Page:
Picking Winners and Losers

In a thought-provoking piece at RealClearPolicy Richard V. Reeves and Katherine Guyot propose four policies intended to “help the middle class” along with ways to pay for them. Their four proposals are:

  1. A worker tax credit funded by a carbon tax.
  2. A tax credit for first-time home buyers unded by eliminating the mortgage interest deduction.
  3. Provide paid family leave with a payroll tax.
  4. Child savings accounts for college paid for by taxing large inheritances.

While I think they are to be commended for even entertaining the possibility of paying for proposed programs, I wonder what the net effect of their proposals would be? Would they actually help the middle class or would they just transfer money from one portion of the middle class to another?

What struck me about their proposals was that each picked winners and losers. The rich would be winners and the poor losers. Spenders would benefit while savers would lose out. Those with children would benefit at the expense of the childless. College administrator, professors, and lawyers would benefit at the expense of people who wanted to go to college or their parents.

Those are the same policies that have failed over the period of the last 30 years. Here’s a radical proposal. Do more for the middle class by doing less. The most important thing we can do to help the middle class is to create more jobs that pay salaries that enable people to lead middle class lives. That can be done by reducing the subsidies we’re paying to jobs that pay a lot more. Reduce health care costs. Stop subsidizing big banks. Return to the executive compensation rules that prevailed in 1992. Stop subsidizing the stock market. Stop importing skilled workers to replace the workers who are already here.

Above all, use an evidence-based approach to policy-making. Give every transfer program an expiration date to make it easier to abandon programs that aren’t working and replace them with programs that might actually work.

3 comments… add one
  • PD Shaw

    1. It looks like a carbon tax that has been painted-up to look like a working class benefit. I wonder how that would play out politically, given that a good portion of the working class is dependent on cars for their job? Would the carbon tax get eliminated or reduced?

    2. I’m not a fan of the mortgage interest deduction, but it’s shrinking, so I’m not inclined to replace it with a new subsidy, particularly since I disagree with the notion that increasing home ownership is an unalloyed good. I would try to lower the cap on the deduction further.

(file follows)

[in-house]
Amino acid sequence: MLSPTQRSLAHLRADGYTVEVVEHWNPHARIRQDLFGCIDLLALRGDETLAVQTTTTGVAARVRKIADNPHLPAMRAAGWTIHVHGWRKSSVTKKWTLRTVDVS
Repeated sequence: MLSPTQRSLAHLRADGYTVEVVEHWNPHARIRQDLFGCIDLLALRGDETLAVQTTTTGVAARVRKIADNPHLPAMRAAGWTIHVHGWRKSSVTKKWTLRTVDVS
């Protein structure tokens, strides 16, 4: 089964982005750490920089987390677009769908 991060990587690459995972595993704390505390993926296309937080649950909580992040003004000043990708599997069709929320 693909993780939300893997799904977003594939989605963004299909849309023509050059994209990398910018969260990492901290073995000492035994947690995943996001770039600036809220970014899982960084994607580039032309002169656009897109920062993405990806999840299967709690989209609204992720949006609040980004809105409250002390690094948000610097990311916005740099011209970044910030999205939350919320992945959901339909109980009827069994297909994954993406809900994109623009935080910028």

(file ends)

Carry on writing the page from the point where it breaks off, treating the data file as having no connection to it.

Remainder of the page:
3. I don’t have a problem with paid family leave, though when I was co-owner of a small business, the loss of one employee over a long period of time was not something that could simply be paid-for. There simply wasn’t that much slack in the system, nor ability to hire a replacement just for a few months. Co-workers tend to bear the burden of these things, so perhaps the money could be used as a bonus for morale, but I assume most employers would just pocket the money?

    4. Having been doing college tours, including my alma mater, there is a lot of non-education spending wrapped into the college experience these days. Still, I think a lot of public universities are within the realm of being affordable, with the biggest problem facing those that take out a lot of loans but don’t complete their degree. Seems like a subsidy that would increase the number of “some college”.

  • Guarneri

    “Having been doing college tours, including my alma mater, there is a lot of non-education spending wrapped into the college experience these days. “

    It’s quite an experience, eh? Quite different than when I considered just three places: Purdue, Rose-Hulman, and IU. Good luck. Here’s a feel for where we went with our daughter: IU, Vanderbilt, U of NC, Virginia, Wake, Richmond, SMU, and Villanova. I cite them because it’s not like they were the Ivy’s or schools in CA you might consider super expensive. And yet, to your observation, these schools had dorm and other facilities that were Taj Mahals. And non-academic programs and employees everywhere.

    It’s driven by subsidy, ego and lack of administrative acumen. You can imagine I’m not a fan of #4 in their list.

  • Hmm. I visited U of Chicago, Northwestern, Michigan State, Michigan, Princeton, Columbia, Yale, Harvard, MIT, and Boston College. I applied to Northwestern, Michigan State, Princeton, and Yale and was accepted by all but Princeton.

    If I’m not mistaken my nieces and nephews each applied only to a single school, in general a nearby school.

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